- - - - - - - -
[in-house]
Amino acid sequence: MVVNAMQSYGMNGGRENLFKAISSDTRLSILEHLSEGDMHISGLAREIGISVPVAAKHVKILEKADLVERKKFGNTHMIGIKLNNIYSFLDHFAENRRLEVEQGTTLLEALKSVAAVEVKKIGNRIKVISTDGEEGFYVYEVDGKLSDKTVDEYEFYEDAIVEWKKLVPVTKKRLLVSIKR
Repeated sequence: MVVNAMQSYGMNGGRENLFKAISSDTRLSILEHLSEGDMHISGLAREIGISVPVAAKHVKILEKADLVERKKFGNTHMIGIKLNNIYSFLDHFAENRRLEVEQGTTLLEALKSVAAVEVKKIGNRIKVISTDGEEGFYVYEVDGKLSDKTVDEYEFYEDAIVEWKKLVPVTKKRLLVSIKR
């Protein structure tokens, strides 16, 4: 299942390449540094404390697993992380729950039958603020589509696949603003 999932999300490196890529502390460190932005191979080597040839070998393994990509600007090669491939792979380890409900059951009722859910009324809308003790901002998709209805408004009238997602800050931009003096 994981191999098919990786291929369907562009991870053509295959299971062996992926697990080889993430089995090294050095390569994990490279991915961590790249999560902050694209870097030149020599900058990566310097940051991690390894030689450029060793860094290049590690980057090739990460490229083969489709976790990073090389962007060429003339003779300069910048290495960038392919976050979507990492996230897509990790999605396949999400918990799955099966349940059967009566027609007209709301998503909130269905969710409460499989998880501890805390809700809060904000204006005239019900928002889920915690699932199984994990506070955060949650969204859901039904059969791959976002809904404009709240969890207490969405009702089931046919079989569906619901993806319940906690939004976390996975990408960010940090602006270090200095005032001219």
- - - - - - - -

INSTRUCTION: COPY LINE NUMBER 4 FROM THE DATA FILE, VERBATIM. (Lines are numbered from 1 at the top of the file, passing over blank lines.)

């Protein structure tokens, strides 16, 4: 299942390449540094404390697993992380729950039958603020589509696949603003 999932999300490196890529502390460190932005191979080597040839070998393994990509600007090669491939792979380890409900059951009722859910009324809308003790901002998709209805408004009238997602800050931009003096 994981191999098919990786291929369907562009991870053509295959299971062996992926697990080889993430089995090294050095390569994990490279991915961590790249999560902050694209870097030149020599900058990566310097940051991690390894030689450029060793860094290049590690980057090739990460490229083969489709976790990073090389962007060429003339003779300069910048290495960038392919976050979507990492996230897509990790999605396949999400918990799955099966349940059967009566027609007209709301998503909130269905969710409460499989998880501890805390809700809060904000204006005239019900928002889920915690699932199984994990506070955060949650969204859901039904059969791959976002809904404009709240969890207490969405009702089931046919079989569906619901993806319940906690939004976390996975990408960010940090602006270090200095005032001219």